Usage Of Swagger For The APIs At The UC Santa Barbara Lab for Research on Adaptive Computing Environments14 May 2015
This is a Github issue submission I received, in response to whether or not anyone is doing anything interesting with Swagger. In the lead up to talks about Swagger next week at Gluecon, in Colorado. I'm pretty impressed with this work at UCSB, and while I am processing it, I wanted to share with you, and hopefully stimulate others to share what they are working on behind the scenes, using Swagger--I've gotten some pretty cool submissions so far.
We use Swagger in a series of on going research projects at the RACELab of UC Santa Barbara. Our research focuses on designing and implementing new mechanisms for governing APIs in cloud platforms. Following are some of our published works that make use of Swagger.
- Towards Automatically Estimating Porting Effort between Web Services APIs -- International Conference on Services Computing 2014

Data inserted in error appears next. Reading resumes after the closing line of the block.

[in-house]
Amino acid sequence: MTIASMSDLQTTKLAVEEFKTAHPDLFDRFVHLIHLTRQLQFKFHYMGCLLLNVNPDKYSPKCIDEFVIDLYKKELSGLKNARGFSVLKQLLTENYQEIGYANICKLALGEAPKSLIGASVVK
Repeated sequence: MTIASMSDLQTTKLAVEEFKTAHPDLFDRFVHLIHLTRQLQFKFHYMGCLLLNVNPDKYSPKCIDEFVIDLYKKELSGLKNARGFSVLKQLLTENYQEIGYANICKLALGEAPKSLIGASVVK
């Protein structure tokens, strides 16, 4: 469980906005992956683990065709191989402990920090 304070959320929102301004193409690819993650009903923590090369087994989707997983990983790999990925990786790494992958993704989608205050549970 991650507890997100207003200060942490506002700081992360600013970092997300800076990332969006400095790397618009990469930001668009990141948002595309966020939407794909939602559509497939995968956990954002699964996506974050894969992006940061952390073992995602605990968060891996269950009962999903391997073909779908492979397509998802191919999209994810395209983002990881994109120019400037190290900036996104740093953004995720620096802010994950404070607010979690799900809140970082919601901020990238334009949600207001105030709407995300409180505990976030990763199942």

Using Syntactic and Semantic Similarity of Web APIs to Estimate Porting Effort -- International Journal of Services Computing, vol. 2, No. 4, Oct-Dec 2014
EAGER: Deployment-time API Governance for Modern PaaS Clouds -- IEEE International Conference on Cloud Engineering 2015, Future of PaaS Workshop
- REST Web Service Maintenance Through API Policy Enforcement -- UCSB Computer Science Tech Report
In first two papers, we use Swagger as a mechanism for describing the syntax and semantics of web APIs. The base Swagger standard covers all the crucial syntactic features of the APIs. We extended the base Swagger specification to include some simple axiomatic semantics (API preconditions and postconditions). We use this syntactic and semantic information to measure the similarity between different API alternatives.
In EAGER (Enforced API Governance Engine for REST), we use the base Swagger 1.1 standard to describe all APIs deployed into the cloud. We auto-generate Swagger descriptions from Java (JAXRS) source code at the compile-time using a custom Maven plug-in. Once uploaded to the cloud, we use Swagger descriptions to validate APIs, enforce policies on them and establish the backward compatibility between different versions of the same API. This way we can prevent or warn the API developer when a backward incompatible API change is being rolled out into a production cloud.